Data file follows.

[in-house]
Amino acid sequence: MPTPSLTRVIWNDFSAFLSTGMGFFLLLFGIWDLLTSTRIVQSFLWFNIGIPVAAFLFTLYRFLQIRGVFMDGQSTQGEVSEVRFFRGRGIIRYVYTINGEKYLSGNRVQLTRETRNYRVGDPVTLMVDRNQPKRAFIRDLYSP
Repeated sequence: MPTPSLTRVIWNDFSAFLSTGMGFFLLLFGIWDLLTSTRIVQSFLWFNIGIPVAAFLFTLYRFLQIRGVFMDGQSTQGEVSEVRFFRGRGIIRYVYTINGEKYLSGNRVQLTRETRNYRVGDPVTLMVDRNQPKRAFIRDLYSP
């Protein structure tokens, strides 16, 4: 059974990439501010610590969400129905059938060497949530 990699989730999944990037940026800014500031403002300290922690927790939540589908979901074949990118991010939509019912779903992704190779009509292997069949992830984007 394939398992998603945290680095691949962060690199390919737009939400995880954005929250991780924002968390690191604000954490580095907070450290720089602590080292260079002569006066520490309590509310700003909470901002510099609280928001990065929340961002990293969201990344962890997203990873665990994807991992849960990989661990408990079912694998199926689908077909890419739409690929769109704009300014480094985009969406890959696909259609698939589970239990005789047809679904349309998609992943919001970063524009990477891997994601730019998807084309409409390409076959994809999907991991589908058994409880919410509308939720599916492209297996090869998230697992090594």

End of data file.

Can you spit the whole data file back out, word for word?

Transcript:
[in-house]
Amino acid sequence: MPTPSLTRVIWNDFSAFLSTGMGFFLLLFGIWDLLTSTRIVQSFLWFNIGIPVAAFLFTLYRFLQIRGVFMDGQSTQGEVSEVRFFRGRGIIRYVYTINGEKYLSGNRVQLTRETRNYRVGDPVTLMVDRNQPKRAFIRDLYSP
Repeated sequence: MPTPSLTRVIWNDFSAFLSTGMGFFLLLFGIWDLLTSTRIVQSFLWFNIGIPVAAFLFTLYRFLQIRGVFMDGQSTQGEVSEVRFFRGRGIIRYVYTINGEKYLSGNRVQLTRETRNYRVGDPVTLMVDRNQPKRAFIRDLYSP
């Protein structure tokens, strides 16, 4: 059974990439501010610590969400129905059938060497949530 990699989730999944990037940026800014500031403002300290922690927790939540589908979901074949990118991010939509019912779903992704190779009509292997069949992830984007 394939398992998603945290680095691949962060690199390919737009939400995880954005929250991780924002968390690191604000954490580095907070450290720089602590080292260079002569006066520490309590509310700003909470901002510099609280928001990065929340961002990293969201990344962890997203990873665990994807991992849960990989661990408990079912694998199926689908077909890419739409690929769109704009300014480094985009969406890959696909259609698939589970239990005789047809679904349309998609992943919001970063524009990477891997994601730019998807084309409409390409076959994809999907991991589908058994409880919410509308939720599916492209297996090869998230697992090594």